Quick Notes: Not the most pretty paint, but very high-vis as requested. Too many vents, but mostly coherent design front to back, even if not the most pleasing to the eye. Lack of interior design is a let-down. Looks a bit like a surprised yet angry bee.

  • Sparky Tognetti.

Last but not least is the largely pink design by Sparky Tognetti. The base colour of this car is certainly eye-catching in hot pink, but perhaps it is not the most suitable as a safety car. The pink covers many old chrome surfaces too: bumpers and nudge bars are all painted pink. The car does have a lively livery with a thick white stripe down the side, and lines and swoops made from grey, teal, orange, and gold. A similar pattern is repeated on the hood of the car. While it certainly looks good, it would have been great to know the meaning behind the colour choices (if there is any). Does the gold-orange-teal pattern perhaps represent the yellow-red-green lights? The text decals on the side of the door certainly get the message across what this car is, but the font somehow does not suit the car nor the design.
This car made some significant changes to the looks of the original. Gone are the original round headlights and are replaced by modern rectangular units. They look surprisingly very good, but are certainly not authentic. The hood receives a large scoop. Further on the front there is a very stylish and well-integrated front splitter and rectangular auxiliary lights, which make much sense with the replaced headlights. The mirrors are replaced with sleek modern units. The chrome around the side vent is retained, but the centre chrome bar is removed. Perhaps removing or painting the whole chrome surround would have been a good idea, as the chrome does clash with the paint job. The fender flares are quite subtle on this car. Some elements have been removed or made almost invisible. The gas cap is replaced with a sleek modern door and the vents on the C-pillar are gone. This is all fine, but the door handle is gone too - are drivers supposed to enter through the window? Looking at the roof, the beacon is well crafted and will do a great job for safety car purposes.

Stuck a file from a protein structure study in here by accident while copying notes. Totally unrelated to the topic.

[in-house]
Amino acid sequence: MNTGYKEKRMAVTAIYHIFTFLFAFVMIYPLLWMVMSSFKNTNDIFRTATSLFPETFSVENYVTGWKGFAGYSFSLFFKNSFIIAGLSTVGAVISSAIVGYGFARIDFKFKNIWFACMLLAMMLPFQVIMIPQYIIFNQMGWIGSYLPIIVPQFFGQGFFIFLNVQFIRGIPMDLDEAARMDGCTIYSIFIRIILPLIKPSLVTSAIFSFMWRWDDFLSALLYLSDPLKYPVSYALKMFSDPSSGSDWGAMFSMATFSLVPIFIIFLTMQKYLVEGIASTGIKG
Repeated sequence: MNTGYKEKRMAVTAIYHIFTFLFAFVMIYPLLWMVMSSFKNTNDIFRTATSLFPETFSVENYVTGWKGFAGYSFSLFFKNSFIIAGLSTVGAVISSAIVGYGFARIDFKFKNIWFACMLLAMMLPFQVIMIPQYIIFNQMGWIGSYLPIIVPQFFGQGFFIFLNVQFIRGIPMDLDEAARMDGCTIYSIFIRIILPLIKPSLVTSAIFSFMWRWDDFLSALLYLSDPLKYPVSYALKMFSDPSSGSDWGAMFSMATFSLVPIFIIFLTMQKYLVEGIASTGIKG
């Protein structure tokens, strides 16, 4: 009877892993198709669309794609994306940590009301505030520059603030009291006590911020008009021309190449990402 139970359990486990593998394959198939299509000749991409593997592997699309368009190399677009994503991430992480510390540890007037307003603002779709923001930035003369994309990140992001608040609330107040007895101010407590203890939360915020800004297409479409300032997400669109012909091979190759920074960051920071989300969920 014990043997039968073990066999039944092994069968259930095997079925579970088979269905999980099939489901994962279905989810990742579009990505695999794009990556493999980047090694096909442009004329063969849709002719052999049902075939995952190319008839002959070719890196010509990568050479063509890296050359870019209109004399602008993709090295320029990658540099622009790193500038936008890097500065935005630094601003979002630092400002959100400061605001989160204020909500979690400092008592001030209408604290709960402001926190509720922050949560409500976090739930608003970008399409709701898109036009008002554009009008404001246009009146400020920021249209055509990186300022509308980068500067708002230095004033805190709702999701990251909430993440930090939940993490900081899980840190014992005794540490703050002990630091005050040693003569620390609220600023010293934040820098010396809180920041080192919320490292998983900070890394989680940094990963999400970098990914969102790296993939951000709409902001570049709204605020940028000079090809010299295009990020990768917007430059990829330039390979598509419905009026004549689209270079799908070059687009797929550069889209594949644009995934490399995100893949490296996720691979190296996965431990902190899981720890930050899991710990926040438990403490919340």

Moving to the rear of the car is a little bit of a disappointment. The only major change here is the replacement of the original round tail light cluster with a squinty modern unit that unfortunately does not suit the car. Other than that, very little seems to have been changed. But looking lower the overly wide rear tires are very apparent.
Moving to the inside, the modernization theme continues. This car completely rips out the original interior, and replaces it with a modern black plastic unit. Indeed, the whole interior is replaced: dash, centre console, shifter, parking brake lever, door cards, seats - everything. There is even a modern CD player installed in the dash. Although not authentic, this is certainly something drivers would feel instantly comfortable in. One questions remains with this car too: where does the safety car radio go?